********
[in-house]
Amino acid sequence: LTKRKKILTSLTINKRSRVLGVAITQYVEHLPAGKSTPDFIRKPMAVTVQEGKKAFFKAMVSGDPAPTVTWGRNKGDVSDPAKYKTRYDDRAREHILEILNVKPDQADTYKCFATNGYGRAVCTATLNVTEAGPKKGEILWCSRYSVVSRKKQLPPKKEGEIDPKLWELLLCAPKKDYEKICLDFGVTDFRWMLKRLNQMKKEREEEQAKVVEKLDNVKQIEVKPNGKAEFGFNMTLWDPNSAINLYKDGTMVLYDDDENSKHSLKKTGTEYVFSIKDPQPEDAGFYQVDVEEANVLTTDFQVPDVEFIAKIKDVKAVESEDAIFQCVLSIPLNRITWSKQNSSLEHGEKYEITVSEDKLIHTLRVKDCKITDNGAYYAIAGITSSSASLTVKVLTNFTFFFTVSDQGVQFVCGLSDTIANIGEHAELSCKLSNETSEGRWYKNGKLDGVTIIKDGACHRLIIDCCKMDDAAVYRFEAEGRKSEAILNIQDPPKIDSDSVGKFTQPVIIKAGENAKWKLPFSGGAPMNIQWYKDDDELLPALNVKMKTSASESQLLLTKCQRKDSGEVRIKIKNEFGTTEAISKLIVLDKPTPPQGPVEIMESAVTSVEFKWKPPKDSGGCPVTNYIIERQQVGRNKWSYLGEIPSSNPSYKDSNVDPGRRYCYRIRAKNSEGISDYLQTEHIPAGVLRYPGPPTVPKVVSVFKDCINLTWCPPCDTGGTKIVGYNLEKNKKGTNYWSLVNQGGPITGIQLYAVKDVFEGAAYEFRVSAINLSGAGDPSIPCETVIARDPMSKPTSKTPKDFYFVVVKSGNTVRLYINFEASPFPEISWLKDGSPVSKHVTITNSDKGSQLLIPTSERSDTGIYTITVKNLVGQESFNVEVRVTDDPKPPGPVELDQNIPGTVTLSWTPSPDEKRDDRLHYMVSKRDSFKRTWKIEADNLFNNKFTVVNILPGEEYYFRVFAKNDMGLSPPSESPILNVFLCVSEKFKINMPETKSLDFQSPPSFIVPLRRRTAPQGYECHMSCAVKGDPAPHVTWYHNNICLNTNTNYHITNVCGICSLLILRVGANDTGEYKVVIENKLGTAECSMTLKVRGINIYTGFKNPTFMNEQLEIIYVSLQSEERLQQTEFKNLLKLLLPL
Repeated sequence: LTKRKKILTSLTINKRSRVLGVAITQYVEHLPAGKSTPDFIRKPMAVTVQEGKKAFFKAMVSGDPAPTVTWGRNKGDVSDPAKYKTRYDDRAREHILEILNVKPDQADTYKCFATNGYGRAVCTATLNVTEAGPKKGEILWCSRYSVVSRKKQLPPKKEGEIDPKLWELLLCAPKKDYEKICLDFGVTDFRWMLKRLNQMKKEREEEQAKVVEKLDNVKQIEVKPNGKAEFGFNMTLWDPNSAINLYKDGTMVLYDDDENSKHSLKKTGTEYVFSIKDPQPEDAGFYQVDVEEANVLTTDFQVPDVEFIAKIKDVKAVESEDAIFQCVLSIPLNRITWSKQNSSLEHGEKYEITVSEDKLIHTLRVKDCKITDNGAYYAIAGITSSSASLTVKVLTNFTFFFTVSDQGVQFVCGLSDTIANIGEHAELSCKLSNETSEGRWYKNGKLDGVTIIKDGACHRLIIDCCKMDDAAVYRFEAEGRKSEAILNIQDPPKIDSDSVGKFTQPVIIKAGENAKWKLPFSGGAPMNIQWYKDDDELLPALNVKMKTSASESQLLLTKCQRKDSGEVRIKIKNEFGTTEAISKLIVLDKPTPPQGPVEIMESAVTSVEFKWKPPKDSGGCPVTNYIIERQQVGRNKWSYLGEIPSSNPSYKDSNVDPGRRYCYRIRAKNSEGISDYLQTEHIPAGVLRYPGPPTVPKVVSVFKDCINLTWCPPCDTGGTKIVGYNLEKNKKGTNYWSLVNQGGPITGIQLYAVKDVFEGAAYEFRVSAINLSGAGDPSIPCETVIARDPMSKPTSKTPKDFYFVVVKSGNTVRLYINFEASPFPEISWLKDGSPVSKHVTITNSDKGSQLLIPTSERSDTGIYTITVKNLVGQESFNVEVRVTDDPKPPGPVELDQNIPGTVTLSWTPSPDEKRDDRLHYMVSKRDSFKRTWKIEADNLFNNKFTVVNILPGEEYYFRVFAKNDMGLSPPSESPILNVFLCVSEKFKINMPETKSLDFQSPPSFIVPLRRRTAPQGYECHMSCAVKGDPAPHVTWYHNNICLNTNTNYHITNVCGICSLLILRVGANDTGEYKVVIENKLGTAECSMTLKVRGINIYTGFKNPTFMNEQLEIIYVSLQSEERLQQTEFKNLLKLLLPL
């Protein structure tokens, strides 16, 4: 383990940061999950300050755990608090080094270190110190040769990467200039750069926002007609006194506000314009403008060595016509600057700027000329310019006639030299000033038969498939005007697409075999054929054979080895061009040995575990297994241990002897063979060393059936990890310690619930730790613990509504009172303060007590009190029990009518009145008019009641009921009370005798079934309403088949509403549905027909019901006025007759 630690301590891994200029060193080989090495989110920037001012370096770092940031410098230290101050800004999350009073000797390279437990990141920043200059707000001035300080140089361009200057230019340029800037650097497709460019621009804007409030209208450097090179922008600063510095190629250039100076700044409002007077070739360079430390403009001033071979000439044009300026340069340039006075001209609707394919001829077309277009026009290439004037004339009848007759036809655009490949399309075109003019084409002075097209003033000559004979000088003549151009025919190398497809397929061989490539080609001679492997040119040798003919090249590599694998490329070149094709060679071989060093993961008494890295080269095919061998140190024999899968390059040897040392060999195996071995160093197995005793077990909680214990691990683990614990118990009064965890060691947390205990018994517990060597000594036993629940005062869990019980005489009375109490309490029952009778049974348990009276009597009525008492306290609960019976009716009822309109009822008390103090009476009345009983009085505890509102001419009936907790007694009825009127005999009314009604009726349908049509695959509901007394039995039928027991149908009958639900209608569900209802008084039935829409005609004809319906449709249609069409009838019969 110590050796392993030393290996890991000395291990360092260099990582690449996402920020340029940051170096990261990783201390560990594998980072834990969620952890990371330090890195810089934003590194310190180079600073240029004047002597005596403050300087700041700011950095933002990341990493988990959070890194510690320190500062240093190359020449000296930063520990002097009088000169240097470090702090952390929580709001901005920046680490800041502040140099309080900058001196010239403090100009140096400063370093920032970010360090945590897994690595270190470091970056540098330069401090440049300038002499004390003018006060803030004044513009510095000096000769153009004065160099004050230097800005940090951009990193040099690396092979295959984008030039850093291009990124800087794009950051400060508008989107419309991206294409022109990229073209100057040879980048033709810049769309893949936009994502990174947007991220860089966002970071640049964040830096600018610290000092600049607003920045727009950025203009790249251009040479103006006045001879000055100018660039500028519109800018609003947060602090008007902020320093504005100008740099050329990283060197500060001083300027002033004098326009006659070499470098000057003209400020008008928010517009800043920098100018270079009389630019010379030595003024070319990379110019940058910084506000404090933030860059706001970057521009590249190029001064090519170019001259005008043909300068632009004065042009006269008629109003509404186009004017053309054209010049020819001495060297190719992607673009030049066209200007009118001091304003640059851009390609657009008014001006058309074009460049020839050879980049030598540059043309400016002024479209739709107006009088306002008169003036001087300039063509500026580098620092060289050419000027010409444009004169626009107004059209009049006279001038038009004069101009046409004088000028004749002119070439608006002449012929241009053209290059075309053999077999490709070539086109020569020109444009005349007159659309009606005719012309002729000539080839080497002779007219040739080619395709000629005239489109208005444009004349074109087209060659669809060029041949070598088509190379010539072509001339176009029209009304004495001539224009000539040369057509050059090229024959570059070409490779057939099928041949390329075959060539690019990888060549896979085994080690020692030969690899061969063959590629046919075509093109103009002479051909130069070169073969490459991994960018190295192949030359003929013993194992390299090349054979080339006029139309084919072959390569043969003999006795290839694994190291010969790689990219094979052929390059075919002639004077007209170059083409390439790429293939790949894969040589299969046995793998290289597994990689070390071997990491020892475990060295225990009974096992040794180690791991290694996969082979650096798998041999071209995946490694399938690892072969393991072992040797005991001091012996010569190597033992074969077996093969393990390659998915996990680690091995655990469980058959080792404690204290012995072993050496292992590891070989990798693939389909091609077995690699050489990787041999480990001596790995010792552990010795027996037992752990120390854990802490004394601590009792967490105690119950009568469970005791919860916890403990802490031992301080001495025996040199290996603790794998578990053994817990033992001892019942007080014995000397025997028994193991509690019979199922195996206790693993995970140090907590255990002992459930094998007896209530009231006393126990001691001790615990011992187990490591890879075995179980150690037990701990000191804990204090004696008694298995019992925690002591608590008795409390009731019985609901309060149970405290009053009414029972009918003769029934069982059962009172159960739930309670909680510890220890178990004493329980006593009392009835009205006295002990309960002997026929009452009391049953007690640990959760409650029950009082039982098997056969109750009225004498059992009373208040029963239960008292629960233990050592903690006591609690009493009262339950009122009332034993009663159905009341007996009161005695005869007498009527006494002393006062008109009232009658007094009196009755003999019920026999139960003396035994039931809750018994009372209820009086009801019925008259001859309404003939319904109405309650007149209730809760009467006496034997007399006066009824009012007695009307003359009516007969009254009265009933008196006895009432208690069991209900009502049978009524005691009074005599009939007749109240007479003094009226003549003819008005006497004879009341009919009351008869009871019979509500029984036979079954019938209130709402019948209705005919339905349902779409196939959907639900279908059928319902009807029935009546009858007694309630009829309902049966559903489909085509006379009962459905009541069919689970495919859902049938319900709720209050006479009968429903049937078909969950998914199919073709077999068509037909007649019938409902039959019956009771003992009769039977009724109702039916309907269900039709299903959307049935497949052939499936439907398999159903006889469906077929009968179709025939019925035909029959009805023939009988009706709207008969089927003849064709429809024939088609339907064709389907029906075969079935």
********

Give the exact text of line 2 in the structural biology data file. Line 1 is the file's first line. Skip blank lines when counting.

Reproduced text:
Amino acid sequence: LTKRKKILTSLTINKRSRVLGVAITQYVEHLPAGKSTPDFIRKPMAVTVQEGKKAFFKAMVSGDPAPTVTWGRNKGDVSDPAKYKTRYDDRAREHILEILNVKPDQADTYKCFATNGYGRAVCTATLNVTEAGPKKGEILWCSRYSVVSRKKQLPPKKEGEIDPKLWELLLCAPKKDYEKICLDFGVTDFRWMLKRLNQMKKEREEEQAKVVEKLDNVKQIEVKPNGKAEFGFNMTLWDPNSAINLYKDGTMVLYDDDENSKHSLKKTGTEYVFSIKDPQPEDAGFYQVDVEEANVLTTDFQVPDVEFIAKIKDVKAVESEDAIFQCVLSIPLNRITWSKQNSSLEHGEKYEITVSEDKLIHTLRVKDCKITDNGAYYAIAGITSSSASLTVKVLTNFTFFFTVSDQGVQFVCGLSDTIANIGEHAELSCKLSNETSEGRWYKNGKLDGVTIIKDGACHRLIIDCCKMDDAAVYRFEAEGRKSEAILNIQDPPKIDSDSVGKFTQPVIIKAGENAKWKLPFSGGAPMNIQWYKDDDELLPALNVKMKTSASESQLLLTKCQRKDSGEVRIKIKNEFGTTEAISKLIVLDKPTPPQGPVEIMESAVTSVEFKWKPPKDSGGCPVTNYIIERQQVGRNKWSYLGEIPSSNPSYKDSNVDPGRRYCYRIRAKNSEGISDYLQTEHIPAGVLRYPGPPTVPKVVSVFKDCINLTWCPPCDTGGTKIVGYNLEKNKKGTNYWSLVNQGGPITGIQLYAVKDVFEGAAYEFRVSAINLSGAGDPSIPCETVIARDPMSKPTSKTPKDFYFVVVKSGNTVRLYINFEASPFPEISWLKDGSPVSKHVTITNSDKGSQLLIPTSERSDTGIYTITVKNLVGQESFNVEVRVTDDPKPPGPVELDQNIPGTVTLSWTPSPDEKRDDRLHYMVSKRDSFKRTWKIEADNLFNNKFTVVNILPGEEYYFRVFAKNDMGLSPPSESPILNVFLCVSEKFKINMPETKSLDFQSPPSFIVPLRRRTAPQGYECHMSCAVKGDPAPHVTWYHNNICLNTNTNYHITNVCGICSLLILRVGANDTGEYKVVIENKLGTAECSMTLKVRGINIYTGFKNPTFMNEQLEIIYVSLQSEERLQQTEFKNLLKLLLPL